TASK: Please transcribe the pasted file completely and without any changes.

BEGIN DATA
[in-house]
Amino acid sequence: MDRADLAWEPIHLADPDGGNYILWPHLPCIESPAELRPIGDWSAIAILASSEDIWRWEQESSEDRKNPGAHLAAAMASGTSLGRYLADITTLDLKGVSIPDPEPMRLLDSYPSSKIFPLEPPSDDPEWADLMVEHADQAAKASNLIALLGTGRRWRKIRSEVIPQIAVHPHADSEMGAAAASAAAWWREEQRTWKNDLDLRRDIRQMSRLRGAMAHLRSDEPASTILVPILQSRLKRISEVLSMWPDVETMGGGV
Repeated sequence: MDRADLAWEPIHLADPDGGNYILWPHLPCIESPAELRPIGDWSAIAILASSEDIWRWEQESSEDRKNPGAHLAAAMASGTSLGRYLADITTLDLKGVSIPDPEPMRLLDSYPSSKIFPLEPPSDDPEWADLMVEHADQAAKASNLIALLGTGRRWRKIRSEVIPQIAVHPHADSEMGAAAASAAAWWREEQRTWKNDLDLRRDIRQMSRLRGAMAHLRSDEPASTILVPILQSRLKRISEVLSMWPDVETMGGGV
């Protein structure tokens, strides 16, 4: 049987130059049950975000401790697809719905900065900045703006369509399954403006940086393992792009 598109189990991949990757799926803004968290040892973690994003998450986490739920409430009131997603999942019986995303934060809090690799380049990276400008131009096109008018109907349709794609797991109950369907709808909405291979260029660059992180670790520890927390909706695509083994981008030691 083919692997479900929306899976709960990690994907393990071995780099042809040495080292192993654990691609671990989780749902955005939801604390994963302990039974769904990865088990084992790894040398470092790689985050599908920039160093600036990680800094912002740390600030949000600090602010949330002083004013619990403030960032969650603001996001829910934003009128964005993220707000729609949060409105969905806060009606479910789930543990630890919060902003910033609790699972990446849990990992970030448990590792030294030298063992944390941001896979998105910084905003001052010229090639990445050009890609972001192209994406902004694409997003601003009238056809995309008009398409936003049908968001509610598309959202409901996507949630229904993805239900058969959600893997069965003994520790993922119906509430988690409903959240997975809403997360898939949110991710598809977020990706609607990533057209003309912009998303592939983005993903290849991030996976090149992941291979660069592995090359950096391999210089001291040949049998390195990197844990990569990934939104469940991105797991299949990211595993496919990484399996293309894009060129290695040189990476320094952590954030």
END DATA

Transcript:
[in-house]
Amino acid sequence: MDRADLAWEPIHLADPDGGNYILWPHLPCIESPAELRPIGDWSAIAILASSEDIWRWEQESSEDRKNPGAHLAAAMASGTSLGRYLADITTLDLKGVSIPDPEPMRLLDSYPSSKIFPLEPPSDDPEWADLMVEHADQAAKASNLIALLGTGRRWRKIRSEVIPQIAVHPHADSEMGAAAASAAAWWREEQRTWKNDLDLRRDIRQMSRLRGAMAHLRSDEPASTILVPILQSRLKRISEVLSMWPDVETMGGGV
Repeated sequence: MDRADLAWEPIHLADPDGGNYILWPHLPCIESPAELRPIGDWSAIAILASSEDIWRWEQESSEDRKNPGAHLAAAMASGTSLGRYLADITTLDLKGVSIPDPEPMRLLDSYPSSKIFPLEPPSDDPEWADLMVEHADQAAKASNLIALLGTGRRWRKIRSEVIPQIAVHPHADSEMGAAAASAAAWWREEQRTWKNDLDLRRDIRQMSRLRGAMAHLRSDEPASTILVPILQSRLKRISEVLSMWPDVETMGGGV
């Protein structure tokens, strides 16, 4: 049987130059049950975000401790697809719905900065900045703006369509399954403006940086393992792009 598109189990991949990757799926803004968290040892973690994003998450986490739920409430009131997603999942019986995303934060809090690799380049990276400008131009096109008018109907349709794609797991109950369907709808909405291979260029660059992180670790520890927390909706695509083994981008030691 083919692997479900929306899976709960990690994907393990071995780099042809040495080292192993654990691609671990989780749902955005939801604390994963302990039974769904990865088990084992790894040398470092790689985050599908920039160093600036990680800094912002740390600030949000600090602010949330002083004013619990403030960032969650603001996001829910934003009128964005993220707000729609949060409105969905806060009606479910789930543990630890919060902003910033609790699972990446849990990992970030448990590792030294030298063992944390941001896979998105910084905003001052010229090639990445050009890609972001192209994406902004694409997003601003009238056809995309008009398409936003049908968001509610598309959202409901996507949630229904993805239900058969959600893997069965003994520790993922119906509430988690409903959240997975809403997360898939949110991710598809977020990706609607990533057209003309912009998303592939983005993903290849991030996976090149992941291979660069592995090359950096391999210089001291040949049998390195990197844990990569990934939104469940991105797991299949990211595993496919990484399996293309894009060129290695040189990476320094952590954030």